HBO is different today from the company it was in 2005. Richard Plepler is its CEO, and Lombardo is its programming president. Under them, HBO has put such popular, critically praised (and sometimes both) shows on the air as Game of Thrones, True Detective, Veep, Girls, and The Newsroom. There have also been lesser lights, of course, but HBO’s challenges these days are not on the content side; its struggle is about leading the company into a continuously profitable future as the cable bundling model begins to collapse and streaming becomes the rule, not the niche.
Last month, HBO announced it will launch a stand-alone streaming service in 2015, so that’s one huge step. But perhaps the internet’s influence has already crept into programming by continuing to spread the word on a show like The Comeback. “Had it been at a different time, different expectations — I’m not saying it wasn’t treated fairly,” said Lombardo. “But people weren’t done with Valerie Cherish.” (HBO is also bringing back a new season of the Matt Damon/Ben Affleck reality show Project Greenlight.)
In the fall of last year, Bucatinsky was having breakfast with Casey Bloys, an executive vice president at HBO, with whom he was chairing a charity event. Bloys, Bucatinsky said, brought up The Comeback: “I said, ‘That’s not how it works. We’re perfectly happy people working on our lives. You broke up with us. You want to date us again, take us somewhere fancy.’” He told Bloys that if he was serious, HBO should call Kudrow and King.
It took a few months, but HBO did call. Both creators were anxious upon arrival, especially when they were kept waiting for a few minutes. “Instantly, we were Valerie and Mickey,” King said. “I was, like” — he paused to affect Mickey’s anxious queeniness, followed by Valerie’s fake cheer — “Red, this isn’t good. Now, Mickey, they’re probably busy. We were just instantly improvising.”
There was nothing to be nervous about. “We sat down, and the first thing Mike Lombardo said was, ‘We miss Valerie, and we’d like to see her on HBO,’” King said.
In Lombardo’s retelling of the meeting, King was spitting out ideas, and soon they were all “sitting in the room giggling, grinning. It came alive in a second,” he said. “Lisa morphed into Valerie. I got outside of my skin, I was, like, Oh my god! She knows that character so well, she knows her on a cellular level.”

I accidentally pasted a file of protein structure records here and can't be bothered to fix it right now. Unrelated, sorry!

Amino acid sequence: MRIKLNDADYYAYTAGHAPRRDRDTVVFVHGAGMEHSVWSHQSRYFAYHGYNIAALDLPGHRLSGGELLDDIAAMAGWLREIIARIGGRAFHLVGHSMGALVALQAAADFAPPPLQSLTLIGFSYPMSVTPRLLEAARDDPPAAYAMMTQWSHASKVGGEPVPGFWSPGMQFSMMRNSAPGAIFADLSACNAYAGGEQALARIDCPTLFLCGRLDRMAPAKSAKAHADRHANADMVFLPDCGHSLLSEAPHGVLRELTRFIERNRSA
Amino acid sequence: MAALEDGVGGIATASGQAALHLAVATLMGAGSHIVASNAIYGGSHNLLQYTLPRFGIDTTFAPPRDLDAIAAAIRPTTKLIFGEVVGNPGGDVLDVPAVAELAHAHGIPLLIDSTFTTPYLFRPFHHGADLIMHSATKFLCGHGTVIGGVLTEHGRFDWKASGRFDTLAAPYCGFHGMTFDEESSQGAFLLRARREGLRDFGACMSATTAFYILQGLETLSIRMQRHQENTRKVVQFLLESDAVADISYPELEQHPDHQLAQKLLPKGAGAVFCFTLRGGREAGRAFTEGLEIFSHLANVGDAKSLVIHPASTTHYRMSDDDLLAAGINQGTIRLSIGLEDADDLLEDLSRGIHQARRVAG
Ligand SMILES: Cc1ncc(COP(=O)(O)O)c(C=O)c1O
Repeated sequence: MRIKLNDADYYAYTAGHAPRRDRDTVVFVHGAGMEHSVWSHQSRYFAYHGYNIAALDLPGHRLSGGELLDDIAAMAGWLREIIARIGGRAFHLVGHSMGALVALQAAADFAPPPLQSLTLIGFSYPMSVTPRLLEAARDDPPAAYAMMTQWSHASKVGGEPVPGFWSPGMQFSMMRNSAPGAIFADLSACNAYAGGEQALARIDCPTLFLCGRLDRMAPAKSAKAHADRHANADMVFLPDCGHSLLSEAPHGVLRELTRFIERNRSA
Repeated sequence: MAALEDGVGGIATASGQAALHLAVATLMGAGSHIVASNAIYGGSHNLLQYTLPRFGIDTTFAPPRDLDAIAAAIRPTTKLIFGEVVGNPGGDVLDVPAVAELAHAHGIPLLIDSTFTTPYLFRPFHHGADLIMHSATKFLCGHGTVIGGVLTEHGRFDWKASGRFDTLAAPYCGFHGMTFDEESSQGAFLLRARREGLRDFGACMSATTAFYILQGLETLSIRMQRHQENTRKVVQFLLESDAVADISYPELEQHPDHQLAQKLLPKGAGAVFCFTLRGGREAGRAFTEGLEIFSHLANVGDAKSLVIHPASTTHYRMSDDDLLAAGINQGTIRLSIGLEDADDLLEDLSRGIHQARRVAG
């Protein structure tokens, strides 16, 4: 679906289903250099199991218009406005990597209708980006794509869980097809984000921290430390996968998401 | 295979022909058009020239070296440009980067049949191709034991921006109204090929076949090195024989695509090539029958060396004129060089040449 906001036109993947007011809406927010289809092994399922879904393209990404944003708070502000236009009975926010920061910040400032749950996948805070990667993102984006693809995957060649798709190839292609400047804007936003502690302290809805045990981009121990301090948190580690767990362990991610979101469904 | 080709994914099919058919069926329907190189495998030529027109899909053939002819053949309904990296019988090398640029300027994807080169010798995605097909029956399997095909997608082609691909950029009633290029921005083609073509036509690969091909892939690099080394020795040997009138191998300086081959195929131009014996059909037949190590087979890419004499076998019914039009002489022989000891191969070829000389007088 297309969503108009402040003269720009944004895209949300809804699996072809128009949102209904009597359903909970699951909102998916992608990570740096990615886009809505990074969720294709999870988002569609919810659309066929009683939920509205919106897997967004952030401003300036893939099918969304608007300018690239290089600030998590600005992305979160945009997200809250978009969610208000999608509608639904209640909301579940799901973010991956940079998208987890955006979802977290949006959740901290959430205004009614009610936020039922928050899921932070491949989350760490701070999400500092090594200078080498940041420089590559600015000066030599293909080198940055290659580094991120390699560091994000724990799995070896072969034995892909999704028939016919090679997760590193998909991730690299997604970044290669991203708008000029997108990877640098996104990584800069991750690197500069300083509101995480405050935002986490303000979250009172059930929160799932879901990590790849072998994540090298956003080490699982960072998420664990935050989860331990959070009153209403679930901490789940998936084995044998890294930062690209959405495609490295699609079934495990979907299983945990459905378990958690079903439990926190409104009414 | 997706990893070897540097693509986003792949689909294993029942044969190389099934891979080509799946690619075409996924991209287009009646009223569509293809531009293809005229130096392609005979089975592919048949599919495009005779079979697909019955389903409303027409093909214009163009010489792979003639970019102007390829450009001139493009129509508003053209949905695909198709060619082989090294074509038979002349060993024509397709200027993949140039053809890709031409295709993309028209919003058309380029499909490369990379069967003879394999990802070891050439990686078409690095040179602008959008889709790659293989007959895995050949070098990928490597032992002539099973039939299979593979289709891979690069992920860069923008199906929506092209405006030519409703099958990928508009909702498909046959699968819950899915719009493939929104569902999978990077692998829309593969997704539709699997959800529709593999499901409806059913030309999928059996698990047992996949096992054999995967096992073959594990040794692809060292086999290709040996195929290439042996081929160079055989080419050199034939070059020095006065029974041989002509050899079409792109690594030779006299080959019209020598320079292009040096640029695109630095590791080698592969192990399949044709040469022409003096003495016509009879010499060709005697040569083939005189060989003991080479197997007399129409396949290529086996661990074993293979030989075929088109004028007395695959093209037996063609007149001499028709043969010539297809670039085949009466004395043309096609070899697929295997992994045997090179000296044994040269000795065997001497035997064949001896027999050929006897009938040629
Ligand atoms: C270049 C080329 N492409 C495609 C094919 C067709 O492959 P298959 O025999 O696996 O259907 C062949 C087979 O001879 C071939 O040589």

Kudrow currently stars in Web Therapy on Showtime, which she co-created with Bucatinsky and his husband, Don Roos (who directed and wrote The Opposite of Sex). She also produces the genealogy documentary series Who Do You Think You Are?, formerly of NBC and now on TLC. And King has a demanding full-time job as the showrunner of CBS’s 2 Broke Girls.
But none of that mattered. “What are the options aside from, ‘Sure!’? No option,” Kudrow said. “We’re doing it. We’re going to go back into this world, and with these people. And yes, Michael, hopefully you’ll survive it. I really hope you do.”
Kudrow and King had talked over the years — wistfully — about what Valerie might be doing. They had even thought once or twice about trying to continue The Comeback in another form elsewhere, but Kudrow didn’t want to ask HBO for the rights to the show (or whether they would be interested in it themselves). “I’m too afraid of getting rejected,” she said. Nevertheless, Valerie had been alive in their minds, if dormant. “We would sort of playfully talk about it,” Kudrow said. “‘Oh, she’d be on a Housewives show, except she’d make sure everyone was Persian but her so she’d stand out.’”
When they began to hash out what the arc would be — before the return was official, which took time — they soon landed on the idea that Paulie G., Valerie’s nemesis, had created a show for HBO called Seeing Red about his heroin-addled days as a network comedy hack (a well-kept secret to Valerie and viewers of The Comeback).
So here is how The Comeback will come back: In the Seeing Red script, there is a character named Mallory Church, a red-haired, aging actress who berates Paulie G. constantly. Enraged after reading it, Valerie — who has hired a USC film crew to film her for a spec pilot presentation for Bravo — storms the HBO offices to stop Paulie G., only to emerge with the role of Mallory. Mark, her husband, is incredulous that she would subject herself to this situation; Jane is soon hired to follow Valerie for behind-the-scenes web footage for HBO.com; Mickey is as loyal as ever; and even a rehabbed Paulie G. continues to be a danger to Valerie. All of the actors are back in their original roles, along with some returning Season 1 cameos, and a few new famous faces (most notably, Seth Rogen plays Paulie G. on the show within the show).
In terms of how they proceeded with reconceiving the show after nine years, Kudrow said the important elements were bringing back both the people who loved her (Mark, Mickey) and “the people that got in her way the most.” Everyone is “a little more self-realized — except not really,” she said.
As it did before, The Comeback continues to reflect and mock the entertainment business. That includes King’s loathing of “baseball-hat-wearing” Paulie G. types; Kudrow’s anger at the fake-polite “euphemism” assistant directors use when they “invite” actors to the set; and her confusion about the adjective “brave” when used to describe an actress’s performance. In an anti-“brave” rant during lunch to explain its Comeback inclusion, she demonstrated how mystifying the word is to her (it has been applied to both her Opposite of Sex and Comeback performances): “What’s brave? I don’t understand. Brave — what did I do wrong? What was the risk? Because I didn’t wear makeup, is that why? Because I wasn’t, like, glammed up? That can’t really be why. Is it? Is it?”